YSEALI is just one of our many programs for young people in ASEAN.  For example, several weeks ago in Jakarta, we welcomed our third group of ASEAN-U.S. Science and Technology fellows—ASEAN scientists whom the U.S. sponsors to spend a year in their own government ministries, to support science-based policy-making.

Dr. Hul, the Director of the Research and Innovation Center at the Institute of Technology of Cambodia, through his S&T Fellowship, will learn about policy making for water quality treatment and management.

Cambodian researchers have also examined diverse topics ranging from Biodiversity to Biology Education to Energy Efficiency as U.S. – ASEAN Fulbright Scholars.

The United States also supports women’s opportunity in ASEAN.

I have met many of ASEAN’s dynamic women leaders who have showed me how ASEAN women are preparing to take advantage of the ASEAN Economic Community to participate more fully in the market place and in society.  And I am looking forward to visiting the WeCreate Center for women entrepreneurs later today.

In addition, the ASEAN-U.S. Science Prize for Women recognizes a promising, ASEAN-based, early-career woman scientist in her efforts to advance regional science and technology capacity, and I’ll be headed to Siem Reap tomorrow to help award this prize, sponsored by one of our companies, UL.

Most recently, just last week, I had the pleasure of meeting 4 young Cambodian women leaders when they joined us in Jakarta for the U.S. – ASEAN Women’s Leadership Academy for YSEALI.

My mission worked on the pilot project last year and helped to execute this next phase, so when President Obama announced the Academy at his speech in Vientiane I was proud.  But my pride and enthusiasm only grew when I met this year’s participants.  Lina, Sanary, Sorphorn, and Srey represented Cambodia very ably.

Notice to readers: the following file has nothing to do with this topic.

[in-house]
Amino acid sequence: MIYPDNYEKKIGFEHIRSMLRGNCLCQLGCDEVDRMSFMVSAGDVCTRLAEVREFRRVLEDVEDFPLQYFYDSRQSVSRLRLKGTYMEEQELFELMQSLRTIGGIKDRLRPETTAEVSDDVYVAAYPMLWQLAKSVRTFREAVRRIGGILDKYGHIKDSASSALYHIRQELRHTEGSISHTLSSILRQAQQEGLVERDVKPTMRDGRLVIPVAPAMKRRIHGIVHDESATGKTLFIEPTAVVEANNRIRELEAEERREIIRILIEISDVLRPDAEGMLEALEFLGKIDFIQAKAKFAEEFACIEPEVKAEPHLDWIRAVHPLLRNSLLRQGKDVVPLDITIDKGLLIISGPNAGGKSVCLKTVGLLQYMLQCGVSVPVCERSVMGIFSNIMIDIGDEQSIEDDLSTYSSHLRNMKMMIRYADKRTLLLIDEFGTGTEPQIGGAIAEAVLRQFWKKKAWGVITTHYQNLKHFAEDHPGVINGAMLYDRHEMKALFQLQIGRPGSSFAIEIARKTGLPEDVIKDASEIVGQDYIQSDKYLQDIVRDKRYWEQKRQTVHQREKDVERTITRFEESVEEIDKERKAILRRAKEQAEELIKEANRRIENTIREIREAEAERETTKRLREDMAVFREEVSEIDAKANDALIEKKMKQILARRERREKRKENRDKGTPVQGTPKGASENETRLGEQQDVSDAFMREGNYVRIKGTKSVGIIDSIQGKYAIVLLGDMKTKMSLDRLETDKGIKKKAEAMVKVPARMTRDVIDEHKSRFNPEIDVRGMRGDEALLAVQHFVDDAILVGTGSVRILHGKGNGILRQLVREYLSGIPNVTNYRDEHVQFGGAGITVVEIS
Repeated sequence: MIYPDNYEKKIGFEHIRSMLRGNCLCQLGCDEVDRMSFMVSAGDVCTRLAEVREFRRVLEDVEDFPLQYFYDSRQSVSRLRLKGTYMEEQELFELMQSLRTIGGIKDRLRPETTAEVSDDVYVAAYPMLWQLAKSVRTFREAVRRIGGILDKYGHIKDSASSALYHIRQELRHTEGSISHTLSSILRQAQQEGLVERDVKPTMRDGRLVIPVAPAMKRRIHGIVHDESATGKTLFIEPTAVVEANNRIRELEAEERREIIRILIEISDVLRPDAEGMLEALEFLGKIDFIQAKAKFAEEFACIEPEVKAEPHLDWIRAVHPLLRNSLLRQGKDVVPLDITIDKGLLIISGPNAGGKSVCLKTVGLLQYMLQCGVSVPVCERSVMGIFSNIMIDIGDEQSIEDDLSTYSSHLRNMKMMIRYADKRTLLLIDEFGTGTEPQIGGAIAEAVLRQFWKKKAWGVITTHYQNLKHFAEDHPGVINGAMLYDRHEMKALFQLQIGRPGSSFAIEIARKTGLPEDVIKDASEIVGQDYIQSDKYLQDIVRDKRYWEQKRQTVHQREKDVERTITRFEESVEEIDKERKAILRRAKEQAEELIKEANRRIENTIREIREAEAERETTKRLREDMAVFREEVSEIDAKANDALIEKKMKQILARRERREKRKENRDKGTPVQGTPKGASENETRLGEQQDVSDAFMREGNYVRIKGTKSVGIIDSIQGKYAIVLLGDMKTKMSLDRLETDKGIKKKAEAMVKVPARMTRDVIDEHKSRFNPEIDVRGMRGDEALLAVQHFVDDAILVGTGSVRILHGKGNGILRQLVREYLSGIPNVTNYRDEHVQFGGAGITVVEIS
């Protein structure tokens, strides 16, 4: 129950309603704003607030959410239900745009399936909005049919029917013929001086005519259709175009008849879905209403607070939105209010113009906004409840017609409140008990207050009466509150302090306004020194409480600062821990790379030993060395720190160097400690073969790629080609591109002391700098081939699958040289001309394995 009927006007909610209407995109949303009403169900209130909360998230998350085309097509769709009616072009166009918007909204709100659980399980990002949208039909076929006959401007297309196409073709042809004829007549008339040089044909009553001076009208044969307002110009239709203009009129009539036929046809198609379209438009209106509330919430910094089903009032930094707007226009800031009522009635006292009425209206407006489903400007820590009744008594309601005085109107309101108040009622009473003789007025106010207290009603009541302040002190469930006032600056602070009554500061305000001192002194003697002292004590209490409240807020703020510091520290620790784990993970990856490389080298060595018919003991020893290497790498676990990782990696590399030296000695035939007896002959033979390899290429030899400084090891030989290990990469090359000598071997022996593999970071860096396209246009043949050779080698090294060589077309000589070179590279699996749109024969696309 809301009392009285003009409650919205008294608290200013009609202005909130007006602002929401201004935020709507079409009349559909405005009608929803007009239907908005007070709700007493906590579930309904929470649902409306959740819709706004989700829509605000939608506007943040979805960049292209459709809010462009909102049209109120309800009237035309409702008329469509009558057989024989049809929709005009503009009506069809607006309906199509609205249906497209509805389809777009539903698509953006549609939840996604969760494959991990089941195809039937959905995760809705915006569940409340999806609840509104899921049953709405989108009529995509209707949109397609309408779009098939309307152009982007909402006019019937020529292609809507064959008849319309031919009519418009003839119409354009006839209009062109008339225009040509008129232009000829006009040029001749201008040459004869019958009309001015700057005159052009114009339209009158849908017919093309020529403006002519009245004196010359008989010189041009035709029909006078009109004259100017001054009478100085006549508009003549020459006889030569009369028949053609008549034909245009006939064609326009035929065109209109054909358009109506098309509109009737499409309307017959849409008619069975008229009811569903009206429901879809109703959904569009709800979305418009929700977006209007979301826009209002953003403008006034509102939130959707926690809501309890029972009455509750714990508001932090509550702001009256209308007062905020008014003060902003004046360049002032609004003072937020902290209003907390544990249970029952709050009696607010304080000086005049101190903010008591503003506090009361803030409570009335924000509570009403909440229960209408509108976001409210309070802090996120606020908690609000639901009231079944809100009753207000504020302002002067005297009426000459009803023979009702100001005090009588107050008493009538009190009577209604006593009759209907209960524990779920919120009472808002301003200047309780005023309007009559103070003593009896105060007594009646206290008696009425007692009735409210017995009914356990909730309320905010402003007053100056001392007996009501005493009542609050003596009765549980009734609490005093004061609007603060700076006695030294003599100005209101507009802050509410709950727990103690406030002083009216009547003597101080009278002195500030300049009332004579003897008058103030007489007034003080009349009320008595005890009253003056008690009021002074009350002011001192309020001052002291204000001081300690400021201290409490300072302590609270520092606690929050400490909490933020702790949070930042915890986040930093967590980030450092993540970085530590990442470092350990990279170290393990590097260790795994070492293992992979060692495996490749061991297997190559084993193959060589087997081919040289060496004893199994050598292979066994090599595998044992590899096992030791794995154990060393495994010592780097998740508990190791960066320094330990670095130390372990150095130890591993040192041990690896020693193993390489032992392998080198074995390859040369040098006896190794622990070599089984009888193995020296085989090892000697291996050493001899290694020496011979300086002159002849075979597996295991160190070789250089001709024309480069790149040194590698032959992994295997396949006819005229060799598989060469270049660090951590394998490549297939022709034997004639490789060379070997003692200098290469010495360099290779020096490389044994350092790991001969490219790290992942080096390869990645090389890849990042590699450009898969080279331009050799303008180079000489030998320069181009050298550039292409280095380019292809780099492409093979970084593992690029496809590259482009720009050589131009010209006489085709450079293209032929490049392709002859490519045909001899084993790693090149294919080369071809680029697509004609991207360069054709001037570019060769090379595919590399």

These smart, motivated, talented women – the cream of the crop of private and public sector, contributed enthusiastically with 36 stars from the 9 other ASEAN Member States, forming professional and person relationships that know no borders or bounds.

Along with all the good news and cooperation, challenges in this region remain.  But even when it comes to difficult issues, the United States supports ASEAN centrality, unity, integrity and credibility.

The United States will continue its partnership with ASEAN because of its people, because of our close economic ties, and because of its dedication to being a rules-based community that respects international law.

We want Asia to continue to enjoy the peace that has allowed so many to prosper, and ASEAN is a critical part of that.

So through the rest of the Obama Administration, through our 40th anniversary year next year under a new Administration, and for decades to come, you can count on us.

The United States will remain steadfast in its support – and aspirations – for the ASEAN Community, ASEAN Centrality and the people of ASEAN.